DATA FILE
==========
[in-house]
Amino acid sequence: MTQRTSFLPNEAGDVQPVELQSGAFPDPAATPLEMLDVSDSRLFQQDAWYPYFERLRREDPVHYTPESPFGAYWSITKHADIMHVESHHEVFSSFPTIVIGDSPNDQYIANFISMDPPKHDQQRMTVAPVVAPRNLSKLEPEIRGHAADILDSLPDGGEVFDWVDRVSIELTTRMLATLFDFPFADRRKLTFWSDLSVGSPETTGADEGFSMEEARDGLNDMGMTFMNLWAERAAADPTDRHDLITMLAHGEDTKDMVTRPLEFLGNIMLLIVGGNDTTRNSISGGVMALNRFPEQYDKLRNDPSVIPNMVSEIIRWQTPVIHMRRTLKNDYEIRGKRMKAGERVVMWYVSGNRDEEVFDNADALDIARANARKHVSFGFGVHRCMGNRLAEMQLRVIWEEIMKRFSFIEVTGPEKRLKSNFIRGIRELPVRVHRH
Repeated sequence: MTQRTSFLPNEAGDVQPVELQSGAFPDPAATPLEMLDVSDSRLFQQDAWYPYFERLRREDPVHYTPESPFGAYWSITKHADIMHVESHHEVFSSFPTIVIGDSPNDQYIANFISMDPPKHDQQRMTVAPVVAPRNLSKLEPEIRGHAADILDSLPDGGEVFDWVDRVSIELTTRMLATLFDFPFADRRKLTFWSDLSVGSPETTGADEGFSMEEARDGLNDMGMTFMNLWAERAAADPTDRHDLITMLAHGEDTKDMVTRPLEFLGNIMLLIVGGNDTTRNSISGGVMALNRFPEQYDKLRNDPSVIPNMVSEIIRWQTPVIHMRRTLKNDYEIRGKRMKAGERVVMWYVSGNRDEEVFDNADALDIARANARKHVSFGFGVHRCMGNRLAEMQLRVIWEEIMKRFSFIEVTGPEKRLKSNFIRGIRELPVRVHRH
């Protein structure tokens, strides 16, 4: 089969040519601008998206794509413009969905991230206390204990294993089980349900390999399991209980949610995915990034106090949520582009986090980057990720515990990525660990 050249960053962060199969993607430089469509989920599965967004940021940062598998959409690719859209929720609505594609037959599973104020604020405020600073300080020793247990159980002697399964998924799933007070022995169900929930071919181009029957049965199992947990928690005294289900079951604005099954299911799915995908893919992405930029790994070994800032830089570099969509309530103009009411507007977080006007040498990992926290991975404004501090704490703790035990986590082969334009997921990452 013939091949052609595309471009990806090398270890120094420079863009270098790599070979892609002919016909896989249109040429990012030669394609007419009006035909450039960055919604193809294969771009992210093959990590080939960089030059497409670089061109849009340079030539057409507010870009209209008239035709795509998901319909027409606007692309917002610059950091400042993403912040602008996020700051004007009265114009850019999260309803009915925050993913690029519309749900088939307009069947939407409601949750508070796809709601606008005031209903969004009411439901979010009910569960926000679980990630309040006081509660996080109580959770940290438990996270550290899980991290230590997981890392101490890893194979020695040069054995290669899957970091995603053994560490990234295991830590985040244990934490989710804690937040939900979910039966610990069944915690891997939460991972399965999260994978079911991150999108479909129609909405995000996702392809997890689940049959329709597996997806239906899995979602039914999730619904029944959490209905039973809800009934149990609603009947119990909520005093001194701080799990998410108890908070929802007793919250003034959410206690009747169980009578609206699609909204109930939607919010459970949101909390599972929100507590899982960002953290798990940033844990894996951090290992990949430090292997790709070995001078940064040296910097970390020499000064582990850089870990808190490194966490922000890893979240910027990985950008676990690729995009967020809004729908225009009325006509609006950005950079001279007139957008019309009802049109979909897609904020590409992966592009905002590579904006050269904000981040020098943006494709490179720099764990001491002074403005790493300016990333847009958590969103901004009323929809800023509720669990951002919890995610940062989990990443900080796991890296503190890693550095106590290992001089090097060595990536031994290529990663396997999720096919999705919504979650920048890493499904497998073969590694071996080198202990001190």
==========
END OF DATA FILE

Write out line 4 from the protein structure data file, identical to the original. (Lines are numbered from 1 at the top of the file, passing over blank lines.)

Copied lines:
């Protein structure tokens, strides 16, 4: 089969040519601008998206794509413009969905991230206390204990294993089980349900390999399991209980949610995915990034106090949520582009986090980057990720515990990525660990 050249960053962060199969993607430089469509989920599965967004940021940062598998959409690719859209929720609505594609037959599973104020604020405020600073300080020793247990159980002697399964998924799933007070022995169900929930071919181009029957049965199992947990928690005294289900079951604005099954299911799915995908893919992405930029790994070994800032830089570099969509309530103009009411507007977080006007040498990992926290991975404004501090704490703790035990986590082969334009997921990452 013939091949052609595309471009990806090398270890120094420079863009270098790599070979892609002919016909896989249109040429990012030669394609007419009006035909450039960055919604193809294969771009992210093959990590080939960089030059497409670089061109849009340079030539057409507010870009209209008239035709795509998901319909027409606007692309917002610059950091400042993403912040602008996020700051004007009265114009850019999260309803009915925050993913690029519309749900088939307009069947939407409601949750508070796809709601606008005031209903969004009411439901979010009910569960926000679980990630309040006081509660996080109580959770940290438990996270550290899980991290230590997981890392101490890893194979020695040069054995290669899957970091995603053994560490990234295991830590985040244990934490989710804690937040939900979910039966610990069944915690891997939460991972399965999260994978079911991150999108479909129609909405995000996702392809997890689940049959329709597996997806239906899995979602039914999730619904029944959490209905039973809800009934149990609603009947119990909520005093001194701080799990998410108890908070929802007793919250003034959410206690009747169980009578609206699609909204109930939607919010459970949101909390599972929100507590899982960002953290798990940033844990894996951090290992990949430090292997790709070995001078940064040296910097970390020499000064582990850089870990808190490194966490922000890893979240910027990985950008676990690729995009967020809004729908225009009325006509609006950005950079001279007139957008019309009802049109979909897609904020590409992966592009905002590579904006050269904000981040020098943006494709490179720099764990001491002074403005790493300016990333847009958590969103901004009323929809800023509720669990951002919890995610940062989990990443900080796991890296503190890693550095106590290992001089090097060595990536031994290529990663396997999720096919999705919504979650920048890493499904497998073969590694071996080198202990001190």